Matteo Fargion and Jonathan Burrows do just that in The Elders Project, weaving remembered movement phrases of a select group of retired dancers into a droll, intelligent, touching collage of their dancing lives. Kenneth Tharp, Geraldine Morris, Linda Gibbs, Brian Bertscher, Anne Donnelly, Christopher Bannerman, Lizie Saunderson, Betsy Gregory and Namron provide a unique glimpse into what once was, but more interestingly, what still is and could be again. There is a palpable emotional response from the audience who are either reliving past memories or are simply drawn into the delightful euphoria of the work, or both.

Mats Ek is one of the early champions of mining the expressive quality of mature dancers, and with his extensive experience in theatre and dance he has developed a mastery for choreographing theatre. His first duet with Laguna, Potato, is a reminder that a simple idea — sharing a bag of potatoes — can be heightened into something universal by the corresponding depth of experience of the dancers performing it. Ek’s work is not overly concerned with technique, but more with ‘a lyrical approach which conveys through movement the underlying emotions and feelings rather than just the narrative detail.’ His pared-down and often idiosyncratic vocabulary draws in the spectator through its unpretentious, ludic sense of reality.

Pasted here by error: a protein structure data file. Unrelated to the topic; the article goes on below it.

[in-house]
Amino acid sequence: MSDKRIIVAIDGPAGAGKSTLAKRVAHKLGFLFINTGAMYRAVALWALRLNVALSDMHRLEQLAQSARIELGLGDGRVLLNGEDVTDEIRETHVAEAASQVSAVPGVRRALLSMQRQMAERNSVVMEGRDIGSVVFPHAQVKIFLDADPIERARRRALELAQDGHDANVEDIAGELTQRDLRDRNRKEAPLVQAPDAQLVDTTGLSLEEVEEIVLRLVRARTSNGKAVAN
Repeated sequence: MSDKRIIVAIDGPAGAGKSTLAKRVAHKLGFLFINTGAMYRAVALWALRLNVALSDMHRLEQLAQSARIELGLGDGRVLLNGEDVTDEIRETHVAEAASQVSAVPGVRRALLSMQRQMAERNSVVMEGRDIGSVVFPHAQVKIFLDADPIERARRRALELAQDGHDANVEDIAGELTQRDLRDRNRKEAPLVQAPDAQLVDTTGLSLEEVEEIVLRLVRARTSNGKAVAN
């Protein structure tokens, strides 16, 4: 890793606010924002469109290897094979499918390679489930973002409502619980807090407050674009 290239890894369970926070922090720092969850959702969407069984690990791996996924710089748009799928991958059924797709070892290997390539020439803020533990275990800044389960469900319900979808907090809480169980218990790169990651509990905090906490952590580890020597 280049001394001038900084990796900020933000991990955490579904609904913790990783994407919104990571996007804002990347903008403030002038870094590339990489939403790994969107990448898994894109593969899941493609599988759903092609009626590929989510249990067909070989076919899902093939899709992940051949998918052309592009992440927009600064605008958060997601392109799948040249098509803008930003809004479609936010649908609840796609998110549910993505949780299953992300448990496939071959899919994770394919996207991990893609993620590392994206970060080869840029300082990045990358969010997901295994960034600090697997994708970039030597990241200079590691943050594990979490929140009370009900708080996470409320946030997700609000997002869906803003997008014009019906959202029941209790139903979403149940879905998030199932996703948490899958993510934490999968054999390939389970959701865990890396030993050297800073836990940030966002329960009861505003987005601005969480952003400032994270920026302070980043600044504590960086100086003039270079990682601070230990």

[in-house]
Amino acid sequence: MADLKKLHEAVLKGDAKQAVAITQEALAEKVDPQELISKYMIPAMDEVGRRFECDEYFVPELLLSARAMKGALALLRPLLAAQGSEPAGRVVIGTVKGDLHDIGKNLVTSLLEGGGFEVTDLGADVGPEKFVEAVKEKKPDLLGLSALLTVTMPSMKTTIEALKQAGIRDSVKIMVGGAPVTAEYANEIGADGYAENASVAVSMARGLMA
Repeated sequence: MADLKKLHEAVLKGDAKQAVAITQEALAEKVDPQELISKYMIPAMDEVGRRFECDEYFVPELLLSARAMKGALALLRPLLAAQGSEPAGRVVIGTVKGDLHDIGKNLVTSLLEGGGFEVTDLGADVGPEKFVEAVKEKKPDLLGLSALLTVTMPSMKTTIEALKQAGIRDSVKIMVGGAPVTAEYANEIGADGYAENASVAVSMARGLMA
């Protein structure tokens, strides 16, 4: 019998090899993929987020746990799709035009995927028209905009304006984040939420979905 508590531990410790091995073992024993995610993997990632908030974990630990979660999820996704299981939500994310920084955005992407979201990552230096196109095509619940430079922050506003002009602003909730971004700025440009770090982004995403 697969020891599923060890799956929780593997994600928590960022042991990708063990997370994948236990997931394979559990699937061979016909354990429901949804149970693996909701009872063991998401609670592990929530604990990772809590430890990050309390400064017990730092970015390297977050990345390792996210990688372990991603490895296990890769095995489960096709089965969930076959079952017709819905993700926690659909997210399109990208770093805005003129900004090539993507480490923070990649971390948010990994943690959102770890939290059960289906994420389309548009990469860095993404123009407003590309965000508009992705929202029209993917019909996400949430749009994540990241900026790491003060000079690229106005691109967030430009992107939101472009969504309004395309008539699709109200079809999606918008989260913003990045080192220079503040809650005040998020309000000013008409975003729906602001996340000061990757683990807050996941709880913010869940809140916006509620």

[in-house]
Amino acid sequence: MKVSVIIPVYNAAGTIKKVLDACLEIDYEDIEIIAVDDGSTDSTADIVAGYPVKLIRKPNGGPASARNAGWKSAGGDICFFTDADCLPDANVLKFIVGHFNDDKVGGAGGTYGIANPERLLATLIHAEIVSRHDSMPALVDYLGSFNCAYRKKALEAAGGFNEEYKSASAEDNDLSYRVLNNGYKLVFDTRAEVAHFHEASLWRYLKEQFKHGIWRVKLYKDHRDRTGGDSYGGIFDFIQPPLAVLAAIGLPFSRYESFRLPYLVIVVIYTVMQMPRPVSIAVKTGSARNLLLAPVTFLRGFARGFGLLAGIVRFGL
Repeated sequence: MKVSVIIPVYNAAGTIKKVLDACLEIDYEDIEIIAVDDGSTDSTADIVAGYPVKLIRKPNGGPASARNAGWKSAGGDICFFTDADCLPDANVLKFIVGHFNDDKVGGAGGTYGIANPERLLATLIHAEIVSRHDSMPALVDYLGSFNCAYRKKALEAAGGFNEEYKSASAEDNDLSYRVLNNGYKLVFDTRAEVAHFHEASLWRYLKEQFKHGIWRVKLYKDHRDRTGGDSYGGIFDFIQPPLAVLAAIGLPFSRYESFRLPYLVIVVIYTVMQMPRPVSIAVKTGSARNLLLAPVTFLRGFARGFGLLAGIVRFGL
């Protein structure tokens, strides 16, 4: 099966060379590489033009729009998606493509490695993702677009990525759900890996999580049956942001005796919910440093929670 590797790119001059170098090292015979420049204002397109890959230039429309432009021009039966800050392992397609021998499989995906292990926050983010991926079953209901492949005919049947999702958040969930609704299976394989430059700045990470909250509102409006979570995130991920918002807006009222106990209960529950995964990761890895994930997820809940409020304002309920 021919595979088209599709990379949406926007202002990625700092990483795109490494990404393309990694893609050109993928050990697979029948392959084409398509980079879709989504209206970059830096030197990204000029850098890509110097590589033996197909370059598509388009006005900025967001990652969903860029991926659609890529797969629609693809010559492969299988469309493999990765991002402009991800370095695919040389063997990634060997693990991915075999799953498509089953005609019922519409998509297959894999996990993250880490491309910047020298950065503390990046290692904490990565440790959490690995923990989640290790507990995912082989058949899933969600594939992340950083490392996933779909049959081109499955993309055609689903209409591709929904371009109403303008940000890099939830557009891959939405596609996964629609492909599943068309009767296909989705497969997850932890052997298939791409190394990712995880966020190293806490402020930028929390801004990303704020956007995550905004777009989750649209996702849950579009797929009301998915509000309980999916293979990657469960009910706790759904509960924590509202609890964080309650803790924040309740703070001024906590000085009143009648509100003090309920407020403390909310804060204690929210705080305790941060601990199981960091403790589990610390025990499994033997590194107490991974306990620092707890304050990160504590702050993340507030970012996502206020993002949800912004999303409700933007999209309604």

To watch Dominique Mercy in the solo, That Paper Boy, created on him by Pascal Merighi is to be transported to a state of physical and emotional weightlessness, nowhere more so than in the section he dances to the Reckoning Song by Asaf Avidan (‘one day baby we’ll be old, think about all the stories that we could have told…’). With fourty years of performing with Tanztheater Wuppertal Pina Bausch, he can elicit the same kind of attention whether he stands still (as he does at the beginning), dances, recites an existential text on silence and death, or scans himself with a neon light. As with Ek and Laguna, his every stance or gesture, however small or transitory, is filled with both genial abandon and infallible conviction; his physical and emotional intelligence leaves no room for half measures.